QUOTE | “Way to go, you beat models.” – McHale congratulates Ubisoft’s Gaël Seydoux for winning a very awkward laser tag battle (complete with gratuitous acrobatics) through the audience of Ubisoft’s E3 2010 showcase.
But every once in a great while, a celebrity puts professionalism on the back burner. They decide the paycheck isn’t worth their dignity, or that they owe more to their audience than their employer. They go rogue.
This is as rare as it is enthralling, and I don’t think it’s ever been demonstrated as clearly as when Sony enlisted Tom Hanks, star of its upcoming movie Angels & Demons, to host its 2009 Consumer Electronics Show event.
QUOTE | “Everywhere I turn in this world, I see the name Sony. Sony, Sony, Sony. I show up on the set and there it is on the camera: Sony! Really? I have yet to see that… Ah, they write the lies but I tell the truth.” – Five minutes into a terrible spiel he’s clearly trying to race through, Hanks has had enough.
QUOTE | “I should have read this before I came out today.” – Hanks, half a minute later, just before he introduces Sony CEO Sir Howard Stringer to the stage.
QUOTE | “I took a risk. It failed.” – Stringer takes the stage, fully understanding that with half the event left to go, it’s not likely to get any better.
QUOTE | “[Anguished, blood-curdling scream]” – An unknown audience member reacts to Stringer attempting a retaliatory shot at Hanks.
This presentation was more suspenseful, thrilling, and entertaining than all the DaVinci Code films put together. Hanks even mocked Sony’s big conceptual hardware for the show, a pair of HoloLens-like glasses that would project a transparent postage-stamp sized video in the user’s field of view for unclear reasons.
I can’t wait for E3 briefings to go back to live in-person events just so I can cling to the faint hope that we will see a celebrity endorsement like this one ever again.
Good for the business, bad for the audience
By contrast, this is the least interesting category of celebrity spokesperson pitch. Most often it’s a good idea because the celebrity in question is a legitimately big deal, and the product in question is going to get a bump from its association with them. But something goes wrong in the execution.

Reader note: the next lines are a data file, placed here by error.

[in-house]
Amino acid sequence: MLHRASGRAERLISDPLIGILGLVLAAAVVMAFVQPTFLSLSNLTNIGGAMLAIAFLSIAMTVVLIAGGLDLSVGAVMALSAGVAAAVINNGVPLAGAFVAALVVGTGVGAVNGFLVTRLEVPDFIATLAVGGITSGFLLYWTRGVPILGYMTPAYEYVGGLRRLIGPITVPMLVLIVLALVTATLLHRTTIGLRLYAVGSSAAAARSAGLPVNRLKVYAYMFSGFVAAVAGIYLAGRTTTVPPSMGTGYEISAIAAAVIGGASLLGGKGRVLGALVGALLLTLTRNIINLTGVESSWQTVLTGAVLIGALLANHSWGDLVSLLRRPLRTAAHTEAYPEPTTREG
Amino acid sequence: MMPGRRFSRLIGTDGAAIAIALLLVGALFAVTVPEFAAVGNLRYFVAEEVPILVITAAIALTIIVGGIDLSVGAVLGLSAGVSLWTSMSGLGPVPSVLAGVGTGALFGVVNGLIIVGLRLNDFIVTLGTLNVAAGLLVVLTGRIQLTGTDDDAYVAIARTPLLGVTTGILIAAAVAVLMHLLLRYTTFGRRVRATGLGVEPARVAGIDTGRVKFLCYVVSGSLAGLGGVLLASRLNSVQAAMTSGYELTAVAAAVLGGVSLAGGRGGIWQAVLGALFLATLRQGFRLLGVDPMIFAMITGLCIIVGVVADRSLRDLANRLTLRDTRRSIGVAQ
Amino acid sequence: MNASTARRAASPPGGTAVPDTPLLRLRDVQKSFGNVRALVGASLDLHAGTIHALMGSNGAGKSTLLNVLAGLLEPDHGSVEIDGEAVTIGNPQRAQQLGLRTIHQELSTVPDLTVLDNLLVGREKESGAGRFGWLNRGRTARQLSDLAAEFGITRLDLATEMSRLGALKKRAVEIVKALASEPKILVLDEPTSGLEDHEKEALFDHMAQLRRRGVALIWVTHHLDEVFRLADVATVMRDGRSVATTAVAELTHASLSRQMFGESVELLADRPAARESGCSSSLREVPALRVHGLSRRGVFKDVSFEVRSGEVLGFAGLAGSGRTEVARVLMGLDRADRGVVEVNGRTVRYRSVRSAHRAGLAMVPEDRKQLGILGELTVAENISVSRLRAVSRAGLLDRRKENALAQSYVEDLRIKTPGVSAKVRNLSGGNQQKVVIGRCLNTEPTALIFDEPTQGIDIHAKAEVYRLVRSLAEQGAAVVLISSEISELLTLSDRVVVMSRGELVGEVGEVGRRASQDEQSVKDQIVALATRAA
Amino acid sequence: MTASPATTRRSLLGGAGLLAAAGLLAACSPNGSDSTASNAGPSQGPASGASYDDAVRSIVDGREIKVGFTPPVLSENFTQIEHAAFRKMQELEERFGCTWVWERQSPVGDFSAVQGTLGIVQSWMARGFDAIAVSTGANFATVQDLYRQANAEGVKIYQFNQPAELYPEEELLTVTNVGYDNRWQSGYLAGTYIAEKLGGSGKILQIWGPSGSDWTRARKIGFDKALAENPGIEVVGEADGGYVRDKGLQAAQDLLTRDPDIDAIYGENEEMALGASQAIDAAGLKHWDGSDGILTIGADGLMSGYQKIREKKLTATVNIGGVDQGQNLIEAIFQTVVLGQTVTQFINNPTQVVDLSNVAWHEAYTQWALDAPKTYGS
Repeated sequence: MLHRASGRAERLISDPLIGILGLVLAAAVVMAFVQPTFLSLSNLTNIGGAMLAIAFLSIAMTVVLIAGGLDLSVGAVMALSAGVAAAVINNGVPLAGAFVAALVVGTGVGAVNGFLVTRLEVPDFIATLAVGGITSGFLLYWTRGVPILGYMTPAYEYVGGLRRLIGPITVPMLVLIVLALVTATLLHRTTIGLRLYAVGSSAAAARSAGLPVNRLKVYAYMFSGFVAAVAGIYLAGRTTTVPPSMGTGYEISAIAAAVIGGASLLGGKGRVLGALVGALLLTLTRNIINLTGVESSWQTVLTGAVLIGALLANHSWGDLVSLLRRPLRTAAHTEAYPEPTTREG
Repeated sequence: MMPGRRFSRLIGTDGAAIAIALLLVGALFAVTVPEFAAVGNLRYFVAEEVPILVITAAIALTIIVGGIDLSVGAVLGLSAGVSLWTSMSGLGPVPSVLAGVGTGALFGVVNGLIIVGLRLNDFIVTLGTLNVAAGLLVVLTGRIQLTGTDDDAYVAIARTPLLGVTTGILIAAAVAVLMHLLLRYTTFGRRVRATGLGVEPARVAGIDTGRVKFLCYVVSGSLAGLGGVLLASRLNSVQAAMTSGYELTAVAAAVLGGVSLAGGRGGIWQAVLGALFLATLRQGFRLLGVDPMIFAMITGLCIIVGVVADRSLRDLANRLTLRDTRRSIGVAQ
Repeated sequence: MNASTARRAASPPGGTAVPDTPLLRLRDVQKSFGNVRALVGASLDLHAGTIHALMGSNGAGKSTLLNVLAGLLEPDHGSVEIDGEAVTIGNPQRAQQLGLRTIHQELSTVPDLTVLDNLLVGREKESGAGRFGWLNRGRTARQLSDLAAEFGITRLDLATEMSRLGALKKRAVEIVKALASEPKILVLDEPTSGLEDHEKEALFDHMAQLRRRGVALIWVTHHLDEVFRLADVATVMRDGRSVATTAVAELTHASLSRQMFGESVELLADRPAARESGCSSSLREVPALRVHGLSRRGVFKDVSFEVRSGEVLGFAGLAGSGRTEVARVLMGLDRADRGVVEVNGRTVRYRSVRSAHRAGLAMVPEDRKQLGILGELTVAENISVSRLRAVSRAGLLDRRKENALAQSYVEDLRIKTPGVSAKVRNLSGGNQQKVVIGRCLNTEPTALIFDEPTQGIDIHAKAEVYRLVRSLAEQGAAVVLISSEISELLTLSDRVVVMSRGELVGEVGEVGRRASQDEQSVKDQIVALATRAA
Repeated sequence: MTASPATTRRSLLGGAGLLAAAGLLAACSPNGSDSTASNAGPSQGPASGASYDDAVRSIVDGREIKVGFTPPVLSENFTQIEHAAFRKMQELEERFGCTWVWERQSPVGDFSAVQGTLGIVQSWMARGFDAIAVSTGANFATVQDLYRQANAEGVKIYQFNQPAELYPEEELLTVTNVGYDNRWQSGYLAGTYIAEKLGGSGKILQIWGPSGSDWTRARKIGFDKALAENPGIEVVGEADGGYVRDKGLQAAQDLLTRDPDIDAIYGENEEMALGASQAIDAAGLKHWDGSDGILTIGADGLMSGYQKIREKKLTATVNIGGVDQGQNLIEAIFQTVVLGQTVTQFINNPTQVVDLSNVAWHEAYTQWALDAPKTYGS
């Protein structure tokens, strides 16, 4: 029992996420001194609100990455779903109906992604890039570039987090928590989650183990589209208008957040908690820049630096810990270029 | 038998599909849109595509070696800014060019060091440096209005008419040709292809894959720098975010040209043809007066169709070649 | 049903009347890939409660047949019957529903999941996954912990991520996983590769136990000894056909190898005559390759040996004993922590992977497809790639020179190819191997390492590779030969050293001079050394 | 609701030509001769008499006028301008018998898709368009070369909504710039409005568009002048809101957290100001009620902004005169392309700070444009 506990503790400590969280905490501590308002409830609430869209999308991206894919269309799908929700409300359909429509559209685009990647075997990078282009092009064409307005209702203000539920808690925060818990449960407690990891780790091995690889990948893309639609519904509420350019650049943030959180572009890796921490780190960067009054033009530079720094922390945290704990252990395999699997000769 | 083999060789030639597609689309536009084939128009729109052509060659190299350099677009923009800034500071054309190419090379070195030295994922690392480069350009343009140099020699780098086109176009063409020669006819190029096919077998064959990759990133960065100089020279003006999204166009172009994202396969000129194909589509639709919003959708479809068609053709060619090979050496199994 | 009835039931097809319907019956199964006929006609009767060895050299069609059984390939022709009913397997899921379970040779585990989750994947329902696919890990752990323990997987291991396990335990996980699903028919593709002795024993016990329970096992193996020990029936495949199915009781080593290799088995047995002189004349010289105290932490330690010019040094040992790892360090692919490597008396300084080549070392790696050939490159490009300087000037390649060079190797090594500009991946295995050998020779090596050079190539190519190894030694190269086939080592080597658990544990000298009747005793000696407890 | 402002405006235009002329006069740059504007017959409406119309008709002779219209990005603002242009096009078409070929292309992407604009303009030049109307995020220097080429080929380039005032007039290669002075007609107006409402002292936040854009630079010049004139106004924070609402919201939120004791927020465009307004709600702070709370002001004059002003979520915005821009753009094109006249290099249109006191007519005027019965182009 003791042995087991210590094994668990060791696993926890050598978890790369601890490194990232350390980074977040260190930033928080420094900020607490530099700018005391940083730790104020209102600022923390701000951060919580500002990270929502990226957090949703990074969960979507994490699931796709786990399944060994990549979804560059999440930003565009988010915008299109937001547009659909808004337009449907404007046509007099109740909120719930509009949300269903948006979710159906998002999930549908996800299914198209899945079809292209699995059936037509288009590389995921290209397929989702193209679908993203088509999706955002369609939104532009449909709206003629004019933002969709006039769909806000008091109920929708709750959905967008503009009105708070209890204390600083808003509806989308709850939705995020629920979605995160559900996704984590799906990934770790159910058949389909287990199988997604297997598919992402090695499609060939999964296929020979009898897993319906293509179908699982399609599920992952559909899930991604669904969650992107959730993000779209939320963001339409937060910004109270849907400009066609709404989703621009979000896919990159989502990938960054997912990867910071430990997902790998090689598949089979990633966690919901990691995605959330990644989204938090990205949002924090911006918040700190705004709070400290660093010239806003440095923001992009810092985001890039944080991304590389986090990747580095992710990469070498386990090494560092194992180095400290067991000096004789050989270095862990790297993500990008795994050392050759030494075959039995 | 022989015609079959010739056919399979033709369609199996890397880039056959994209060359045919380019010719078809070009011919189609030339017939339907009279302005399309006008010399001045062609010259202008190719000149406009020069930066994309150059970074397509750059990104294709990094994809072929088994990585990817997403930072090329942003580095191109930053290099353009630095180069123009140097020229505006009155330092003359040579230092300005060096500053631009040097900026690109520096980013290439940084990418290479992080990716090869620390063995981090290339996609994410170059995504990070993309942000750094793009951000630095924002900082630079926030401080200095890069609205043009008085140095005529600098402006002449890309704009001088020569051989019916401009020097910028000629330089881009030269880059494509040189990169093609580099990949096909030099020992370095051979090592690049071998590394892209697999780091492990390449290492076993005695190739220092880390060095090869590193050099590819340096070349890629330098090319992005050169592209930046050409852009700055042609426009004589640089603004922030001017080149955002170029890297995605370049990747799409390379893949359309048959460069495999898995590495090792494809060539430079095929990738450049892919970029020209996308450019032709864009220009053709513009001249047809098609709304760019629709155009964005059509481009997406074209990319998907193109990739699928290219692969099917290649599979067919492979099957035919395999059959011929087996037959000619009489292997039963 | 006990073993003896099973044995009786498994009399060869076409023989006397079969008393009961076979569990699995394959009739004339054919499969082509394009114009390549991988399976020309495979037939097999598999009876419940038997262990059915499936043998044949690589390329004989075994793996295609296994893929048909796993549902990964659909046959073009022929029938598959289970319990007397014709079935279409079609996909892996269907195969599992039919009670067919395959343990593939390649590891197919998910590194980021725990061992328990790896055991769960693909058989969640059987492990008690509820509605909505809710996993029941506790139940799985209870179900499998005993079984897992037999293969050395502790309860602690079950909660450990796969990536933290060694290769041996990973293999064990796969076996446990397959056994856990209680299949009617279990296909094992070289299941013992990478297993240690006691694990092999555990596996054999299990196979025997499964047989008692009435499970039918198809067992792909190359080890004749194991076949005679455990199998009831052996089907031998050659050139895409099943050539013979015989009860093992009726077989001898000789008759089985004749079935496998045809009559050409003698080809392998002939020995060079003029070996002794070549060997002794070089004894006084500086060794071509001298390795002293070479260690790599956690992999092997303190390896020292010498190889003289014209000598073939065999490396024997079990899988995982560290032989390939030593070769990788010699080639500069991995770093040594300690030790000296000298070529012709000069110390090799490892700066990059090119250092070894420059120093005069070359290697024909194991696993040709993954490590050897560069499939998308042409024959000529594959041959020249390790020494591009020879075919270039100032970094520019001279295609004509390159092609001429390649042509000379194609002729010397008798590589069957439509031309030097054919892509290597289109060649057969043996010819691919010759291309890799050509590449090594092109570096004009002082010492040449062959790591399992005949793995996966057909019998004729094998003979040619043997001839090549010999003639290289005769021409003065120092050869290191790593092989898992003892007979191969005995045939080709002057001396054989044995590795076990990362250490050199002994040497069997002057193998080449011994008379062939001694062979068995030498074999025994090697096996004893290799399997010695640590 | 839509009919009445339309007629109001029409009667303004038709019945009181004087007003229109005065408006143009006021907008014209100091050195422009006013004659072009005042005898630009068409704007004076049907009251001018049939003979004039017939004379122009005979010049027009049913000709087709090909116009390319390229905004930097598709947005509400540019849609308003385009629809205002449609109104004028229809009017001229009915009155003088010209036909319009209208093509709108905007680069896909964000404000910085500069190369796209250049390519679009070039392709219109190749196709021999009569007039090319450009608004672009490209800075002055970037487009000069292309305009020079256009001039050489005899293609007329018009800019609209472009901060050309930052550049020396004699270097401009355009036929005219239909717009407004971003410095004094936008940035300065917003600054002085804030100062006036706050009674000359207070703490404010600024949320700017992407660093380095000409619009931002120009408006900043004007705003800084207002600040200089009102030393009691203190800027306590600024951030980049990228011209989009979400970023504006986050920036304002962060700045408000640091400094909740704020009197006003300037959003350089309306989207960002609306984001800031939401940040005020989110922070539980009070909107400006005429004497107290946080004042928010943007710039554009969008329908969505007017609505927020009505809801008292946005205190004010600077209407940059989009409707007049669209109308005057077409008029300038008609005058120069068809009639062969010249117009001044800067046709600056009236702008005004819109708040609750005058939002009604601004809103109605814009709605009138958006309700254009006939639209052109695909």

Sometimes the celebrity is such a big deal the company can’t dictate anything to them or put any limits on what they want to talk about. Sometimes it’s clear they just don’t care about the game. And sometimes the big endorsement gets undermined by technical difficulties, a constant danger with live events.
QUOTE | “We were even able to stop a war during a football match, so we believe it’s very important for young people to feel that connection between sports and positive messages.” – Soccer legend Pele at Ubisoft’s E3 2009 conference, saying virtually nothing about the publisher’s soccer game Academy of Champions until about 10 minutes into an 11-minute segment.
QUOTE | “Let’s face it. Games derived from movies historically, some of them have kind of sucked. And I didn’t want anything associated with Avatar to suck.” – James Cameron at E3 2009 talks about Avatar for about 13 minutes, showing absolutely nothing of a game that would launch that holiday season and whose marketing was based largely on the visual splendor of the film and its stereoscopic 3D technology.
QUOTE | “The game is good. The graphics are very good. And, uh, we were great.” – Ringo Starr, appearing with Paul McCartney at Microsoft’s Xbox press conference to promote The Beatles: Rock Band for a few seconds of clearly unscripted and uninterested banter.
Bad for everyone involved
QUOTE | “Actor and comedian Jaime Kennedy takes the stage. He says E3 is the only place that makes the guys at Comic Con look like Ocean’s 13. He then forgets his next joke, remembers it, and tells it to an unimpressed audience.” – The beginning of the live blog I wrote for Activision’s E3 2007 press conference, possibly the most awkward hour of my adult life.
Kennedy’s performance was so agonizingly disengaged, antagonistic, and just plain hostile that until I looked up that live blog again, I had completely forgotten that the event also featured Stan Lee, Tony Hawk, and Slash, three considerably bigger celebrities whose contributions were more than offset by the one disastrous decision to have Kennedy host.